Huang Chung

  • Huang Chung
  • Huang Chung (Arista) 1982 
  • Wang Chung
  • Points on the Curve (Geffen) 1984 
  • To Live and Die in L.A. (Geffen) 1985 
  • Mosaic (Geffen) 1986 
  • The Warmer Side of Cool (Geffen) 1989 

Despite the exotic name, this posh British band plays familiar post-Ultravox pop — with saxophone instead of keyboards and less of a heavy dance beat — on Huang Chung. The talented and proficient quartet lacks only an identity and the first-rate songs that might have made it memorable.

Points on the Curve unveils several major changes, including the new spelling, a different label and a slimmed-down trio lineup (no more sax), now focused on singer Jack Hues. “Dance Hall Days” has dumb lyrics but a good rhythmic sound and a strong hook; “Wait” has dumb, awkward lyrics (“evidently/there’s a difficulty”) but a clever arrangement with synthesized strings and chimes for punctuation. Elsewhere, they essay dance-funk and Foreigner-like pomposity. Having banished its facelessness, Wang Chung is revealed in all its mediocrity.

And then there were two. Drummer Darren Costin formed a band called Heroes which released an LP (Here We Are) in 1987. The remaining members of Wang Chung (Hues and multi-instrumentalist Nick Feldman), meanwhile, wrote and recorded the soundtrack for the movie To Live and Die in L.A. — a good title song plus lots of expendable atmospheric instrumentals.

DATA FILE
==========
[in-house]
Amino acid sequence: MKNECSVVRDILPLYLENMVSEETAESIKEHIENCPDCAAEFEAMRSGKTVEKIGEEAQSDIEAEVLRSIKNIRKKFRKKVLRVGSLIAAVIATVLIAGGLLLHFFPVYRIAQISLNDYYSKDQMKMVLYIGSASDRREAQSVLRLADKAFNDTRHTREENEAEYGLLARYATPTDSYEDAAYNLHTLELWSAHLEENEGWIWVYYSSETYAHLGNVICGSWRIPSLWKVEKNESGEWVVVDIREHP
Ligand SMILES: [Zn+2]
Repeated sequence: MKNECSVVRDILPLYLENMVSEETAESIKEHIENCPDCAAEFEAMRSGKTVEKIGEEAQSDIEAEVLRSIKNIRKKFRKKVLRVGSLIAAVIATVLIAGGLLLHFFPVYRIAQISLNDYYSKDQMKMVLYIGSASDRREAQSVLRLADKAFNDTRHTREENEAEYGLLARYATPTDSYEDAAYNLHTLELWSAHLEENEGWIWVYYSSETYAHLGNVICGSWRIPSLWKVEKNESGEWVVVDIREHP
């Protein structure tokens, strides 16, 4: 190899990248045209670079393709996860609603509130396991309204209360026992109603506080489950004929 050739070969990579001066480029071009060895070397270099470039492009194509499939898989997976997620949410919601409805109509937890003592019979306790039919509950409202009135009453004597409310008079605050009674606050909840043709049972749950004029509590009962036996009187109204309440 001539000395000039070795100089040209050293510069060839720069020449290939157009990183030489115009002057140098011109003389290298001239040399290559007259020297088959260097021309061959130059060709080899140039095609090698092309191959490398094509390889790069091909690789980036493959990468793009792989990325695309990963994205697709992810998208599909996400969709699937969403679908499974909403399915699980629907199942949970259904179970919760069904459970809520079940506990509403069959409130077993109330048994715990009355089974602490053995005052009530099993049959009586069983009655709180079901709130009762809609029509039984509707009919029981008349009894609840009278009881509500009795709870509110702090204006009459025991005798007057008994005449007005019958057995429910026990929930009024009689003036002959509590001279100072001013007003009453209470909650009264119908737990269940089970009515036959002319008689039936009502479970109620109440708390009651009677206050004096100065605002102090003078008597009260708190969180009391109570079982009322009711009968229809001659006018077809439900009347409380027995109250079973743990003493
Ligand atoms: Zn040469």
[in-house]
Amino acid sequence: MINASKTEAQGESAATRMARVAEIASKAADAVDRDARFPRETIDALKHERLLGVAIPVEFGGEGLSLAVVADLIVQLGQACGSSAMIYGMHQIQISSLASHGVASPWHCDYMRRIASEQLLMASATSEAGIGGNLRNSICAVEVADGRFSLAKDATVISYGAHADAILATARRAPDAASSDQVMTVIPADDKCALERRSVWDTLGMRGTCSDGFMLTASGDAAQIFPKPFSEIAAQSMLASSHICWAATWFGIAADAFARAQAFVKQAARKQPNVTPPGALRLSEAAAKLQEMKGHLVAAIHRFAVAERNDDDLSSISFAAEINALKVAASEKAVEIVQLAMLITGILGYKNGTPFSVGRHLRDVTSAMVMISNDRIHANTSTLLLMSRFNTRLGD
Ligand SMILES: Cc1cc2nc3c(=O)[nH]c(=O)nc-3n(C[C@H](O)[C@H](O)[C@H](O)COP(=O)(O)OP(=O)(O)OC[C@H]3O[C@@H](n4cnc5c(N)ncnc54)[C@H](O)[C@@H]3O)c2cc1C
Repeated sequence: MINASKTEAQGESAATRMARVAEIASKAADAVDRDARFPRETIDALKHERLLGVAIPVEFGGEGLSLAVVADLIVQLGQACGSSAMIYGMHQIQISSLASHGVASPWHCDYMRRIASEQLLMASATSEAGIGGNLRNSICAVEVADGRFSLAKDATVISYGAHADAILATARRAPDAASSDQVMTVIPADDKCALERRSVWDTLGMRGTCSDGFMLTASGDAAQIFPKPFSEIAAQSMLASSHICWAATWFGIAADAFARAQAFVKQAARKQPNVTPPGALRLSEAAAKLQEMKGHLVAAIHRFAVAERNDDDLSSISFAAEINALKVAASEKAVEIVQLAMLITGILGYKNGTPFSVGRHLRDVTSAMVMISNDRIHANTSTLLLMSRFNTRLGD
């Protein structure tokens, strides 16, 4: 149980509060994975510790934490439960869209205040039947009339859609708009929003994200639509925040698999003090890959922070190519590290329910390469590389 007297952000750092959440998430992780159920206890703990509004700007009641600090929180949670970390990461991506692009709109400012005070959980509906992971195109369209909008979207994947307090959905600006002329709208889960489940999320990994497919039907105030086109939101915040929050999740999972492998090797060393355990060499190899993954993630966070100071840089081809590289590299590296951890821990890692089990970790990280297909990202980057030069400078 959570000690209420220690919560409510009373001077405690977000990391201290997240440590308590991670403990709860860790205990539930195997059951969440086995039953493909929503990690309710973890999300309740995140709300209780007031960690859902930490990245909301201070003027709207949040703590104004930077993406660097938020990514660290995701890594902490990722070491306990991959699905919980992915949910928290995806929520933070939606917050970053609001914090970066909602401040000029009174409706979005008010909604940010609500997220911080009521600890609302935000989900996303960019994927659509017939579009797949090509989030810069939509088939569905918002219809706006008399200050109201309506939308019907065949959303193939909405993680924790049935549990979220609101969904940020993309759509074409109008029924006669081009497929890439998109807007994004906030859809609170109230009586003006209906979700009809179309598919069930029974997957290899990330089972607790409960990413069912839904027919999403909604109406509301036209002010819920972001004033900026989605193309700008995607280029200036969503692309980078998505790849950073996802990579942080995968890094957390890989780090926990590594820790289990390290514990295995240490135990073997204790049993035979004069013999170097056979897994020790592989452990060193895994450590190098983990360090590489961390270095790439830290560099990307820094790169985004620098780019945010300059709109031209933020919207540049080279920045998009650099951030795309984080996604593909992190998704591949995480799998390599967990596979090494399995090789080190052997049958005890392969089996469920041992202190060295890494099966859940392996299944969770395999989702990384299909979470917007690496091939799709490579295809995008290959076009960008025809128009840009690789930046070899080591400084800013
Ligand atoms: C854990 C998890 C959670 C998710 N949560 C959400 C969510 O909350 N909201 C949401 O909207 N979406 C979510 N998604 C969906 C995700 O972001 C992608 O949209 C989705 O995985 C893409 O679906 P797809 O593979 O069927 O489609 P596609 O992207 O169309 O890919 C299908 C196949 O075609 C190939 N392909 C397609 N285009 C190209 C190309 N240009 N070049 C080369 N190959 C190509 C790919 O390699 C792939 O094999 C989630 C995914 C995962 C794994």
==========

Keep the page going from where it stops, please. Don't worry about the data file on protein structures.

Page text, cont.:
That same slender lineup, aided by drummer/producer Peter Wolf, a horn section and a stack of backup singers, created Mosaic, another stylish and trivial synth-dance (plus the horrific ballad “Betrayal”) pursuit which happened to contain one catchy and clever number, “Let’s Go,” and the monster hit single/video clip “Everybody Have Fun Tonight.” (Which Tom Jones reportedly sang in his act for a while, changing the lyrics to “Everyone Tom Jones tonight!”)

After a long vacation, Wolf shifted to keyboards and produced The Warmer Side of Cool, a smoothly bland collection of relatively restrained retreads (a little Police, a lot of Wang Chung) that can’t muster a single track as irritatingly catchy as “Everybody Have Fun Tonight.” Although Feldman’s lyrics make Hues’ sound positively brilliant, neither man has anything of substantial artistic value to offer. Only two songs — “Praying to a New God” and “What’s So Bad About Feeling Good?” — are worth a fig, so you can safely turn the record off after eight minutes without missing much. it’s hard to imagine why anyone would actually want to own this.

[Ira Robbins]